Parliamentary Motions - Ballot Samples

Motions are typically run as an impromptu vote. Some planning goes into a motion, but that planning is performed by the mover of the motion (i.e., the person suggesting the motion), and the motion only becomes a topic for consideration if someone seconds the motion (the seconder). Therefore, other members and organization leaders may not know what the motion is before it is suggested and seconded, which results in the requirement to vote on other actions including Secondary Motions and Bring Back Motions.

Main Motion

Voters vote for or against the main motion; eg, a resolution.

Motions are extremely common in formal meeting procedures and are a fundamental part of parliamentary procedures. For example, taking a recess during a parliamentary proceeding is initiated by calling a motion to take that recess.  The format of the ballot is simple, with a simple “In favor” or “Opposed”, with the winning threshold determined as a majority using Plurality Voting.

Secondary Motion

Voters vote for or against a Secondary Motion; for example, an amendment, or an adjournment.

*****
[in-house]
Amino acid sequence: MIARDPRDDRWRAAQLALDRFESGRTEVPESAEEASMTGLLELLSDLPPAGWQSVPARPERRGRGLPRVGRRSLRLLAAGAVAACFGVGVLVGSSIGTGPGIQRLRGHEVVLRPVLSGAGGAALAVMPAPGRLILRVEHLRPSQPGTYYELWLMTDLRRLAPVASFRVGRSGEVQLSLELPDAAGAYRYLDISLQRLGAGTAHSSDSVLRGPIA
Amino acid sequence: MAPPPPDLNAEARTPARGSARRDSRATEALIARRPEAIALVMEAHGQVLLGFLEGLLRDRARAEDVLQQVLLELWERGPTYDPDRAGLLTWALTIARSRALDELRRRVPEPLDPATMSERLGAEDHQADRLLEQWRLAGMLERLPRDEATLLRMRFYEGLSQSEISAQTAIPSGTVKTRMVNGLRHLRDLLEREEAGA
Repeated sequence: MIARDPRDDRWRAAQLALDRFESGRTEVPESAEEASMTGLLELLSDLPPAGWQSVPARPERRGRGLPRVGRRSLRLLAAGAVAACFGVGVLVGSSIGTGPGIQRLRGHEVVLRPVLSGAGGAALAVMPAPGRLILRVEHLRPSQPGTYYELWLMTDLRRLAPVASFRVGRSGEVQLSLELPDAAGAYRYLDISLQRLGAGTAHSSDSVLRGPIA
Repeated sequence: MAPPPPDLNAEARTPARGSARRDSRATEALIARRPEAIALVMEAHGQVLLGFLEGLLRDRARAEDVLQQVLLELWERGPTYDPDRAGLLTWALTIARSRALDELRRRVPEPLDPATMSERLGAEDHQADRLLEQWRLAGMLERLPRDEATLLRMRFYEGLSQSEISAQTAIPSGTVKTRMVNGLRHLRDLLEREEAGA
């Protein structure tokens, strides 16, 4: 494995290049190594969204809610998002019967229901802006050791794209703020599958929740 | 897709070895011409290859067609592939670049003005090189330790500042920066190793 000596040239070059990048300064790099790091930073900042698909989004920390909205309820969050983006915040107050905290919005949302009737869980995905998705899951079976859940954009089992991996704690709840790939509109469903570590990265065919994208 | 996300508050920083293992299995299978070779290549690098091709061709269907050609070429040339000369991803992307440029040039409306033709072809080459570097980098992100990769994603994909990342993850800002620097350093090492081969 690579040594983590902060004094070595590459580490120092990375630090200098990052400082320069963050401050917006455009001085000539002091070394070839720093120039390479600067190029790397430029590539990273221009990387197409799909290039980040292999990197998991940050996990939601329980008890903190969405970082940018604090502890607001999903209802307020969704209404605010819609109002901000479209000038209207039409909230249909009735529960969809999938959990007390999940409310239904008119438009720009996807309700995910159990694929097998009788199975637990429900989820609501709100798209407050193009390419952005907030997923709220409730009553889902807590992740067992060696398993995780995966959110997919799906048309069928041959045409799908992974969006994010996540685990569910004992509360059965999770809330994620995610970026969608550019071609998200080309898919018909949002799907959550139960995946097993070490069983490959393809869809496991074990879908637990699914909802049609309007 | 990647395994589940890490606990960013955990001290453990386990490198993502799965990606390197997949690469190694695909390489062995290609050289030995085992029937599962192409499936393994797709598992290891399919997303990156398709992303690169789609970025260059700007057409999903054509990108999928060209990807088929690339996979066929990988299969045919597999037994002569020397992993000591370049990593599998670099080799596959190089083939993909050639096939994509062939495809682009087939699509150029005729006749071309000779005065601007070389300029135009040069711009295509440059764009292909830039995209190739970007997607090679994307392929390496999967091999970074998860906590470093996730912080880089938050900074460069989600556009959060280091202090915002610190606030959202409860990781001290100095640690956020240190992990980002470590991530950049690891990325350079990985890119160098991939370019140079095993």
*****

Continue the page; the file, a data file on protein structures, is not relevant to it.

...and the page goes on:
This is similar to the main motion in format.  However, organizations have varied requirements for the threshold as to whether a Secondary Motion is approved or disapproved. Commonly, it is either a simple majority or a two-thirds majority using Plurality Voting.

Bring Back Motion

Voters vote for or against a motion to bring back a question before the assembly; eg, to reconsider the question.

This is similar to the Main Motion in format but is less commonly used as it is a very formal method of conducting business during a meeting.  The threshold for acceptance is similar to the Bring Back motion, either a simple majority or a two-thirds majority using Plurality Voting.

Try creating a Parliamentary Motion now!

Start For Free
© 2022 ElectionBuddy, Inc. All Rights Reserved
hello world!
chevron-down